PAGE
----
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The Brothers Grimm
2005 - PG-13 - 118 Mins.
Director: Terry Gilliam
Producer: Daniel Bobker
Written By: Ehren Kruger
Starring: Matt Damon, Heath Ledger, Lena Headey, Peter Stormare, Monica Bellucci
Review by: Joe Rickey
Official Site:

Heath, meet your maker.
Wilhelm and Jacob Grimm (Matt Damon and Heath Ledger) are known throughout Germany as the ones to contact when your village becomes overrun with all forms of "ghosts and goblins" even if it turns out that said ghosts are just their cohorts all dressed-up. Thus, they essentially concoct a hoax that leads to them getting paid a handsome sum. The brothers find themselves in hot water when they're arrested by French officers for numerous charges. They must either go on trial where the end result is likely to be their executions or rid the surrounding countryside of the terrible evil that has been snatching children. Their subsequent investigation, aided by a beautiful woman (Lena Headey), leads them to believe that a wicked queen (Monica Bellucci) is to blame. Can they muster the courage to venture deep into the forest and confront the wickedness therein? Most likely, you won't care whether they do or not because 'The Brothers Grimm' is a slapdash mix of adventure, horror, and comedy that rarely works and instead frequently bores.

'The Brothers Grimm' attempts to create a combination of the uniquely British humor that director Terry Gilliam (the 'Monty Python' films) is famous for and fantastical horror similar to what Tim Burton offered in 'Sleepy Hollow.' This attempt ends up alienating the viewer as the humor consistently falls on deaf ears, corny and all too self-aware for its own good, and the horror/action-adventure elements are terribly undernourished and/or incoherently staged. Director Gilliam seems at a loss when attempting to generate excitement as his vision of action sequences usually involves a meek attempt at MTV style editing gussied up with some special effects that are far from special. The CGI creation that is the murderous gingerbread man has to be seen to be believed as the effects are laughable. In this day and age when films like 'King Kong' can ably create an brilliantly realized creation like Kong effects like those seen in this film are inexcusable.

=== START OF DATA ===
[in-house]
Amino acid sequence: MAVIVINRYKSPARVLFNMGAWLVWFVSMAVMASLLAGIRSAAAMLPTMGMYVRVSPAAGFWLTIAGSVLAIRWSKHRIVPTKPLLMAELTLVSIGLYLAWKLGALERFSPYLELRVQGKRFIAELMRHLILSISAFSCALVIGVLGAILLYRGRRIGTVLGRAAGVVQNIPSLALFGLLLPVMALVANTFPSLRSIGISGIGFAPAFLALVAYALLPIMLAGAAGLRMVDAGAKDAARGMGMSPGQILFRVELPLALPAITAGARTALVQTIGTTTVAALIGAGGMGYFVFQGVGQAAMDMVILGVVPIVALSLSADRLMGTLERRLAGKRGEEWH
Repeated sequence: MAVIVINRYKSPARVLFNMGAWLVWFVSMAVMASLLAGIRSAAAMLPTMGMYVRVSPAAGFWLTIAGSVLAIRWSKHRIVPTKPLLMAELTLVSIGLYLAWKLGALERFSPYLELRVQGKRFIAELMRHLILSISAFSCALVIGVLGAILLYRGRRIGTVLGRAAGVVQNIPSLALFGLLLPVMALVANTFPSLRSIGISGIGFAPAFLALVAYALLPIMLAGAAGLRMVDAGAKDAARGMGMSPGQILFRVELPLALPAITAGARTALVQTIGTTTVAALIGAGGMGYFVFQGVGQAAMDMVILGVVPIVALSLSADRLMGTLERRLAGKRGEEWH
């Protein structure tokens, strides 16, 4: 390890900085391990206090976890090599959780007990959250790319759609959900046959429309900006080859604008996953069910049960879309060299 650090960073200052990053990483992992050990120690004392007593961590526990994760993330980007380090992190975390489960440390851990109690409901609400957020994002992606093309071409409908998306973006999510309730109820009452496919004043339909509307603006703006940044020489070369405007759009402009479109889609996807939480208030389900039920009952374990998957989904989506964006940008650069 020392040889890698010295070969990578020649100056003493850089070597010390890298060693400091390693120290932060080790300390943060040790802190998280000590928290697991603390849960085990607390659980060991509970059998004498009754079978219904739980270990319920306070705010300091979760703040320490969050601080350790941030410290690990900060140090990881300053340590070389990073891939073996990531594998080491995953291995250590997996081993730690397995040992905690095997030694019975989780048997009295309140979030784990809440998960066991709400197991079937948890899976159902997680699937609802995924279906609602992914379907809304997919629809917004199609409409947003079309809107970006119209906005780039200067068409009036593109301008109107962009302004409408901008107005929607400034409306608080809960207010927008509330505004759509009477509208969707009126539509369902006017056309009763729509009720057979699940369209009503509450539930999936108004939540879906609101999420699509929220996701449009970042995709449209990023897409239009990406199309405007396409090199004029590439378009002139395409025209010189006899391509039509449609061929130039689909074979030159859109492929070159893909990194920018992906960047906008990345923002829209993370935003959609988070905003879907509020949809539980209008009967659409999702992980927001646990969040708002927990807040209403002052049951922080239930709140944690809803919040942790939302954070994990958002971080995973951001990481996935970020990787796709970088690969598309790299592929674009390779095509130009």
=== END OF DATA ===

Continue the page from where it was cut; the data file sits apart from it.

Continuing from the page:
The performances do nothing to help matters. Both Damon and Ledger seem to realize that they are in a doomed project with a director way in over his head and thus expend as little visible effort as possible, with Damon faring a slight better because he occasionally sees fit to come to life in a vain attempt to bring life to the plodding proceedings. Ledger, currently receiving raves for his performance in Ang Lee's 'Brokeback Mountain,' is a lifeless cypher; a barely cogent void bringing less than nothing to the film, if that is at all possible. His performance in 'A Knight's Tale' looks Oscar worthy compared to what he presents here. Supporting performances by the likes of Bellucci, Peter Stormare, and Headey succeed to varying degrees with the similarity that they all exude more presence than what is offered by the two male leads.

There are countless better ways to spend your time than watching the cluttered, cheap bore that is Terry Gilliam's 'The Brothers Grimm.'
Movie Guru Rating
A train wreck.  So bad some may find it unintentionally entertaining.
  1 out of 5 stars

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